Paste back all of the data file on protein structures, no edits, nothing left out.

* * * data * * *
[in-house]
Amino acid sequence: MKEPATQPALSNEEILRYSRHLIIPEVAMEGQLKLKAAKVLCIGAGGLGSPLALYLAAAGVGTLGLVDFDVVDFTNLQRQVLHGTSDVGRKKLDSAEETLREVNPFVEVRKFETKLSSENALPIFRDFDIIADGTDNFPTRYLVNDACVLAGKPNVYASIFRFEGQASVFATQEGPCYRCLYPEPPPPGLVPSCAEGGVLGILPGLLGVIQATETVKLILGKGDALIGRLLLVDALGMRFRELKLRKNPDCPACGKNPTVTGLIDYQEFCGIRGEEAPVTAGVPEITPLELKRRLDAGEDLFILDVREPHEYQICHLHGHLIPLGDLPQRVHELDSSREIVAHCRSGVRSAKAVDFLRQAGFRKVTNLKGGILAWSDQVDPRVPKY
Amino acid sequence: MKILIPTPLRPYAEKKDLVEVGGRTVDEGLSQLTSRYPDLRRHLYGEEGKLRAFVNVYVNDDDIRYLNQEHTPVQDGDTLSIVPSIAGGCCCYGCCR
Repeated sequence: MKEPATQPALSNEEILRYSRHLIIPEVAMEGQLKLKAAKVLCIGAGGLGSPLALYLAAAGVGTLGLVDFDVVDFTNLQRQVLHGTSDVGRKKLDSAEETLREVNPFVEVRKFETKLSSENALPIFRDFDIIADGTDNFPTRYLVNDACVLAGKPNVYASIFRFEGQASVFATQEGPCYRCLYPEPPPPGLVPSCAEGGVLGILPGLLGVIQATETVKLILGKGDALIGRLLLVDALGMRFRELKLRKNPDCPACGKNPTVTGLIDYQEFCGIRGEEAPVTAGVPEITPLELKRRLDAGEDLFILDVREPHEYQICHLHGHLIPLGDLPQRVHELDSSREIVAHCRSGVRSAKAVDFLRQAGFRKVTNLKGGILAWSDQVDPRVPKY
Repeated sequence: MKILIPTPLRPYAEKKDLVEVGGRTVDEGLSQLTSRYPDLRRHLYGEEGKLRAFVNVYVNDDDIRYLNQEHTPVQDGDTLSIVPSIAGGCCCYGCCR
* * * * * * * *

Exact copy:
[in-house]
Amino acid sequence: MKEPATQPALSNEEILRYSRHLIIPEVAMEGQLKLKAAKVLCIGAGGLGSPLALYLAAAGVGTLGLVDFDVVDFTNLQRQVLHGTSDVGRKKLDSAEETLREVNPFVEVRKFETKLSSENALPIFRDFDIIADGTDNFPTRYLVNDACVLAGKPNVYASIFRFEGQASVFATQEGPCYRCLYPEPPPPGLVPSCAEGGVLGILPGLLGVIQATETVKLILGKGDALIGRLLLVDALGMRFRELKLRKNPDCPACGKNPTVTGLIDYQEFCGIRGEEAPVTAGVPEITPLELKRRLDAGEDLFILDVREPHEYQICHLHGHLIPLGDLPQRVHELDSSREIVAHCRSGVRSAKAVDFLRQAGFRKVTNLKGGILAWSDQVDPRVPKY
Amino acid sequence: MKILIPTPLRPYAEKKDLVEVGGRTVDEGLSQLTSRYPDLRRHLYGEEGKLRAFVNVYVNDDDIRYLNQEHTPVQDGDTLSIVPSIAGGCCCYGCCR
Repeated sequence: MKEPATQPALSNEEILRYSRHLIIPEVAMEGQLKLKAAKVLCIGAGGLGSPLALYLAAAGVGTLGLVDFDVVDFTNLQRQVLHGTSDVGRKKLDSAEETLREVNPFVEVRKFETKLSSENALPIFRDFDIIADGTDNFPTRYLVNDACVLAGKPNVYASIFRFEGQASVFATQEGPCYRCLYPEPPPPGLVPSCAEGGVLGILPGLLGVIQATETVKLILGKGDALIGRLLLVDALGMRFRELKLRKNPDCPACGKNPTVTGLIDYQEFCGIRGEEAPVTAGVPEITPLELKRRLDAGEDLFILDVREPHEYQICHLHGHLIPLGDLPQRVHELDSSREIVAHCRSGVRSAKAVDFLRQAGFRKVTNLKGGILAWSDQVDPRVPKY
Repeated sequence: MKILIPTPLRPYAEKKDLVEVGGRTVDEGLSQLTSRYPDLRRHLYGEEGKLRAFVNVYVNDDDIRYLNQEHTPVQDGDTLSIVPSIAGGCCCYGCCR